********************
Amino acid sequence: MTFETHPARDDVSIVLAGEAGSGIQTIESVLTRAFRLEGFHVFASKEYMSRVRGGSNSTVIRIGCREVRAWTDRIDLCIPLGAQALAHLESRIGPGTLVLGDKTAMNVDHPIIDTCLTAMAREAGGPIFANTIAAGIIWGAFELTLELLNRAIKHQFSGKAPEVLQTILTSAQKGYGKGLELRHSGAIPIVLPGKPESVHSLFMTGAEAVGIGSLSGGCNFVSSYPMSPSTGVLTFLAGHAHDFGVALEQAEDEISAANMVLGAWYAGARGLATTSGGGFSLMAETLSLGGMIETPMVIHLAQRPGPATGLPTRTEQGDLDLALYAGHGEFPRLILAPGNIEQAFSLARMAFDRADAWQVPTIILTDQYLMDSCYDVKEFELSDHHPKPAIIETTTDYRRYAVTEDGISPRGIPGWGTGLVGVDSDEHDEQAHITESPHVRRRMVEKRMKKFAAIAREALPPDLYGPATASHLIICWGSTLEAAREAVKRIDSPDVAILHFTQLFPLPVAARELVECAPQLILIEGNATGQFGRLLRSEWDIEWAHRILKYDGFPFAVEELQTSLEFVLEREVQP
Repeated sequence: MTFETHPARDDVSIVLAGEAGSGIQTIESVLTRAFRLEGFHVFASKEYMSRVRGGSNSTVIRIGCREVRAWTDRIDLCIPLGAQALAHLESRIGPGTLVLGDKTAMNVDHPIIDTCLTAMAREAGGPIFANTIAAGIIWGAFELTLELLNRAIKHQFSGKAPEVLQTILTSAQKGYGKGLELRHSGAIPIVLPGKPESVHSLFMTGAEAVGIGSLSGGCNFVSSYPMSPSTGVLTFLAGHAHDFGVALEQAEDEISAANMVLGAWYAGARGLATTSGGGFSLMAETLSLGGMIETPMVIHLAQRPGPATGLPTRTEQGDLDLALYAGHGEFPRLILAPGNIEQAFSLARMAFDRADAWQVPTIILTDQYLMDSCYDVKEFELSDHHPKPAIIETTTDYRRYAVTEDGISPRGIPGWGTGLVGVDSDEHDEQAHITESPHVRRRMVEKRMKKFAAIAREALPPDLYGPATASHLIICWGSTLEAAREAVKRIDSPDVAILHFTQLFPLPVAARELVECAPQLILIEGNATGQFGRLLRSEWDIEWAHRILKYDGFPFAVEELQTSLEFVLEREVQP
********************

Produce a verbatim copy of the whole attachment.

Amino acid sequence: MTFETHPARDDVSIVLAGEAGSGIQTIESVLTRAFRLEGFHVFASKEYMSRVRGGSNSTVIRIGCREVRAWTDRIDLCIPLGAQALAHLESRIGPGTLVLGDKTAMNVDHPIIDTCLTAMAREAGGPIFANTIAAGIIWGAFELTLELLNRAIKHQFSGKAPEVLQTILTSAQKGYGKGLELRHSGAIPIVLPGKPESVHSLFMTGAEAVGIGSLSGGCNFVSSYPMSPSTGVLTFLAGHAHDFGVALEQAEDEISAANMVLGAWYAGARGLATTSGGGFSLMAETLSLGGMIETPMVIHLAQRPGPATGLPTRTEQGDLDLALYAGHGEFPRLILAPGNIEQAFSLARMAFDRADAWQVPTIILTDQYLMDSCYDVKEFELSDHHPKPAIIETTTDYRRYAVTEDGISPRGIPGWGTGLVGVDSDEHDEQAHITESPHVRRRMVEKRMKKFAAIAREALPPDLYGPATASHLIICWGSTLEAAREAVKRIDSPDVAILHFTQLFPLPVAARELVECAPQLILIEGNATGQFGRLLRSEWDIEWAHRILKYDGFPFAVEELQTSLEFVLEREVQP
Repeated sequence: MTFETHPARDDVSIVLAGEAGSGIQTIESVLTRAFRLEGFHVFASKEYMSRVRGGSNSTVIRIGCREVRAWTDRIDLCIPLGAQALAHLESRIGPGTLVLGDKTAMNVDHPIIDTCLTAMAREAGGPIFANTIAAGIIWGAFELTLELLNRAIKHQFSGKAPEVLQTILTSAQKGYGKGLELRHSGAIPIVLPGKPESVHSLFMTGAEAVGIGSLSGGCNFVSSYPMSPSTGVLTFLAGHAHDFGVALEQAEDEISAANMVLGAWYAGARGLATTSGGGFSLMAETLSLGGMIETPMVIHLAQRPGPATGLPTRTEQGDLDLALYAGHGEFPRLILAPGNIEQAFSLARMAFDRADAWQVPTIILTDQYLMDSCYDVKEFELSDHHPKPAIIETTTDYRRYAVTEDGISPRGIPGWGTGLVGVDSDEHDEQAHITESPHVRRRMVEKRMKKFAAIAREALPPDLYGPATASHLIICWGSTLEAAREAVKRIDSPDVAILHFTQLFPLPVAARELVECAPQLILIEGNATGQFGRLLRSEWDIEWAHRILKYDGFPFAVEELQTSLEFVLEREVQP